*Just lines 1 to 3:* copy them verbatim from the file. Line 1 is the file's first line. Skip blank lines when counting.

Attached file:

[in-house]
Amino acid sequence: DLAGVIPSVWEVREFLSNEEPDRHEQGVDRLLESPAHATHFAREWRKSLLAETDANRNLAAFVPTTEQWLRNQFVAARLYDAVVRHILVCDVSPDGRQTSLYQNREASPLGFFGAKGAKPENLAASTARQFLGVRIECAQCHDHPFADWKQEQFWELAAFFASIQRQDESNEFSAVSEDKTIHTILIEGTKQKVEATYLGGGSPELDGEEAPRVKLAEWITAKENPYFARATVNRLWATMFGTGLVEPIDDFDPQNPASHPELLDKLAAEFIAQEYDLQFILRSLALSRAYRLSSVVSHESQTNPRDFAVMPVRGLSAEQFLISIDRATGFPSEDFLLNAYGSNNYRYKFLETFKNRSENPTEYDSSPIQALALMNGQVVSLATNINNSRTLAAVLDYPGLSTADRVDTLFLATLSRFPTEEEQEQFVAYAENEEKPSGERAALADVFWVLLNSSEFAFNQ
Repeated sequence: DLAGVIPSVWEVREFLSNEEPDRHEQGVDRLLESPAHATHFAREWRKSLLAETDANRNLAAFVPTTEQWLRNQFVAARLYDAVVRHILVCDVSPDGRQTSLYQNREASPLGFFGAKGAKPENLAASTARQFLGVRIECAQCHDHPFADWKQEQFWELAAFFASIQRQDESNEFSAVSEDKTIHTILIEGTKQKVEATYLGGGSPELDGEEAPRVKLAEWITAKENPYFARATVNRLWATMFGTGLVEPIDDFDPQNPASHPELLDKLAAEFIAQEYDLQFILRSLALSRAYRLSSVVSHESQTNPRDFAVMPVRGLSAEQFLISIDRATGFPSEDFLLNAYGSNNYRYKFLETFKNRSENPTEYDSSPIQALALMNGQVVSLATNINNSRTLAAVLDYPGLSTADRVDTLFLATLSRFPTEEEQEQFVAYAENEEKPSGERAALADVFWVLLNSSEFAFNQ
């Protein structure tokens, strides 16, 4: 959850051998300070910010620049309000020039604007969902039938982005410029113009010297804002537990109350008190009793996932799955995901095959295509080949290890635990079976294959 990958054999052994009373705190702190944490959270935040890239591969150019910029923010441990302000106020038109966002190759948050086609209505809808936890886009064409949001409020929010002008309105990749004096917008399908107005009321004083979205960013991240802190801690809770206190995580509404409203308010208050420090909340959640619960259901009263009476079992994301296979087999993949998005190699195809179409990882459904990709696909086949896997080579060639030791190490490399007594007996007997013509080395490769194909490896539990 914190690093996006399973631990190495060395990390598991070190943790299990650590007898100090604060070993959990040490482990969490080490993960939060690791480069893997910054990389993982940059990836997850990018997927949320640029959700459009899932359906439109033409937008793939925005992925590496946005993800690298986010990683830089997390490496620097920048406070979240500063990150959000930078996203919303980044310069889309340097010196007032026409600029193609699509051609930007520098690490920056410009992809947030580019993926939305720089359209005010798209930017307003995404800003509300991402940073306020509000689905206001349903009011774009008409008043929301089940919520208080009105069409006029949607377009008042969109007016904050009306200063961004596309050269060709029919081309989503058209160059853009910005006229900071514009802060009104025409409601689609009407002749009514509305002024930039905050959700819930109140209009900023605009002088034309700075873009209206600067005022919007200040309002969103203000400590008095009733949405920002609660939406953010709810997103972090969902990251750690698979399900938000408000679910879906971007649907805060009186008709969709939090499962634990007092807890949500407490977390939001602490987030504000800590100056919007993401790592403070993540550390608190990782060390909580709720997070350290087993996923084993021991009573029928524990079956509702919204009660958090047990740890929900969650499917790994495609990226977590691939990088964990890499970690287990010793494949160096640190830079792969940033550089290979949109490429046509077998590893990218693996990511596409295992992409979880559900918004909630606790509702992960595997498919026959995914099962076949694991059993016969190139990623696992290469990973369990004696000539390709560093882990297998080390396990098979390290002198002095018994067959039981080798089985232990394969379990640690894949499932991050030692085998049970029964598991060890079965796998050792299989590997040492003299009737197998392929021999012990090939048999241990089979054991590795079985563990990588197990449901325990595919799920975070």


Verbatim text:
[in-house]
Amino acid sequence: DLAGVIPSVWEVREFLSNEEPDRHEQGVDRLLESPAHATHFAREWRKSLLAETDANRNLAAFVPTTEQWLRNQFVAARLYDAVVRHILVCDVSPDGRQTSLYQNREASPLGFFGAKGAKPENLAASTARQFLGVRIECAQCHDHPFADWKQEQFWELAAFFASIQRQDESNEFSAVSEDKTIHTILIEGTKQKVEATYLGGGSPELDGEEAPRVKLAEWITAKENPYFARATVNRLWATMFGTGLVEPIDDFDPQNPASHPELLDKLAAEFIAQEYDLQFILRSLALSRAYRLSSVVSHESQTNPRDFAVMPVRGLSAEQFLISIDRATGFPSEDFLLNAYGSNNYRYKFLETFKNRSENPTEYDSSPIQALALMNGQVVSLATNINNSRTLAAVLDYPGLSTADRVDTLFLATLSRFPTEEEQEQFVAYAENEEKPSGERAALADVFWVLLNSSEFAFNQ
Repeated sequence: DLAGVIPSVWEVREFLSNEEPDRHEQGVDRLLESPAHATHFAREWRKSLLAETDANRNLAAFVPTTEQWLRNQFVAARLYDAVVRHILVCDVSPDGRQTSLYQNREASPLGFFGAKGAKPENLAASTARQFLGVRIECAQCHDHPFADWKQEQFWELAAFFASIQRQDESNEFSAVSEDKTIHTILIEGTKQKVEATYLGGGSPELDGEEAPRVKLAEWITAKENPYFARATVNRLWATMFGTGLVEPIDDFDPQNPASHPELLDKLAAEFIAQEYDLQFILRSLALSRAYRLSSVVSHESQTNPRDFAVMPVRGLSAEQFLISIDRATGFPSEDFLLNAYGSNNYRYKFLETFKNRSENPTEYDSSPIQALALMNGQVVSLATNINNSRTLAAVLDYPGLSTADRVDTLFLATLSRFPTEEEQEQFVAYAENEEKPSGERAALADVFWVLLNSSEFAFNQ